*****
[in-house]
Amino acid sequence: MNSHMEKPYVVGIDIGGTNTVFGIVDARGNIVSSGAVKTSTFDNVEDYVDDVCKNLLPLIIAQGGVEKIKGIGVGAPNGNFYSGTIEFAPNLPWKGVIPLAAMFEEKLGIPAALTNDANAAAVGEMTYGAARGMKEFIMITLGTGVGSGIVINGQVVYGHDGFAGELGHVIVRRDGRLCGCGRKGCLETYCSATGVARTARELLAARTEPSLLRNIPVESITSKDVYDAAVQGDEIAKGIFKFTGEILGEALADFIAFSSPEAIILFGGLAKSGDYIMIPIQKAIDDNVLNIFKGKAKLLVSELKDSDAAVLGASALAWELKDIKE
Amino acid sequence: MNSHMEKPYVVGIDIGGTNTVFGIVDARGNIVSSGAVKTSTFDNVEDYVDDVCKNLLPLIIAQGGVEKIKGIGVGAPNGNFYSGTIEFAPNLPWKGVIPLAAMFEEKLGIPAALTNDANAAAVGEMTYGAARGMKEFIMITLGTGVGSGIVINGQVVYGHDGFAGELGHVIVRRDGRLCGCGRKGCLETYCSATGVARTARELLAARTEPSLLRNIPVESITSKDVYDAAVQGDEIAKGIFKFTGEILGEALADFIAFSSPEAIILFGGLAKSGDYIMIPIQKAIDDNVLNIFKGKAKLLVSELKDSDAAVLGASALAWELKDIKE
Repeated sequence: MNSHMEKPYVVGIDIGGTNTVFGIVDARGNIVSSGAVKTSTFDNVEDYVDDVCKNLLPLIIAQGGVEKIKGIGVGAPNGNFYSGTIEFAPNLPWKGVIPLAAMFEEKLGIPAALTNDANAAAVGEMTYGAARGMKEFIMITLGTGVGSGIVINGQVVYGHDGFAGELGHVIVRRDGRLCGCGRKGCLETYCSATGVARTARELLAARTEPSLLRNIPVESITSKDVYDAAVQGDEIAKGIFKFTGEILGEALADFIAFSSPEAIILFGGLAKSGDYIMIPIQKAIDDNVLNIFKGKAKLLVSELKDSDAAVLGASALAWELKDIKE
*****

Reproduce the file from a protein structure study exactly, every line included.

[in-house]
Amino acid sequence: MNSHMEKPYVVGIDIGGTNTVFGIVDARGNIVSSGAVKTSTFDNVEDYVDDVCKNLLPLIIAQGGVEKIKGIGVGAPNGNFYSGTIEFAPNLPWKGVIPLAAMFEEKLGIPAALTNDANAAAVGEMTYGAARGMKEFIMITLGTGVGSGIVINGQVVYGHDGFAGELGHVIVRRDGRLCGCGRKGCLETYCSATGVARTARELLAARTEPSLLRNIPVESITSKDVYDAAVQGDEIAKGIFKFTGEILGEALADFIAFSSPEAIILFGGLAKSGDYIMIPIQKAIDDNVLNIFKGKAKLLVSELKDSDAAVLGASALAWELKDIKE
Amino acid sequence: MNSHMEKPYVVGIDIGGTNTVFGIVDARGNIVSSGAVKTSTFDNVEDYVDDVCKNLLPLIIAQGGVEKIKGIGVGAPNGNFYSGTIEFAPNLPWKGVIPLAAMFEEKLGIPAALTNDANAAAVGEMTYGAARGMKEFIMITLGTGVGSGIVINGQVVYGHDGFAGELGHVIVRRDGRLCGCGRKGCLETYCSATGVARTARELLAARTEPSLLRNIPVESITSKDVYDAAVQGDEIAKGIFKFTGEILGEALADFIAFSSPEAIILFGGLAKSGDYIMIPIQKAIDDNVLNIFKGKAKLLVSELKDSDAAVLGASALAWELKDIKE
Repeated sequence: MNSHMEKPYVVGIDIGGTNTVFGIVDARGNIVSSGAVKTSTFDNVEDYVDDVCKNLLPLIIAQGGVEKIKGIGVGAPNGNFYSGTIEFAPNLPWKGVIPLAAMFEEKLGIPAALTNDANAAAVGEMTYGAARGMKEFIMITLGTGVGSGIVINGQVVYGHDGFAGELGHVIVRRDGRLCGCGRKGCLETYCSATGVARTARELLAARTEPSLLRNIPVESITSKDVYDAAVQGDEIAKGIFKFTGEILGEALADFIAFSSPEAIILFGGLAKSGDYIMIPIQKAIDDNVLNIFKGKAKLLVSELKDSDAAVLGASALAWELKDIKE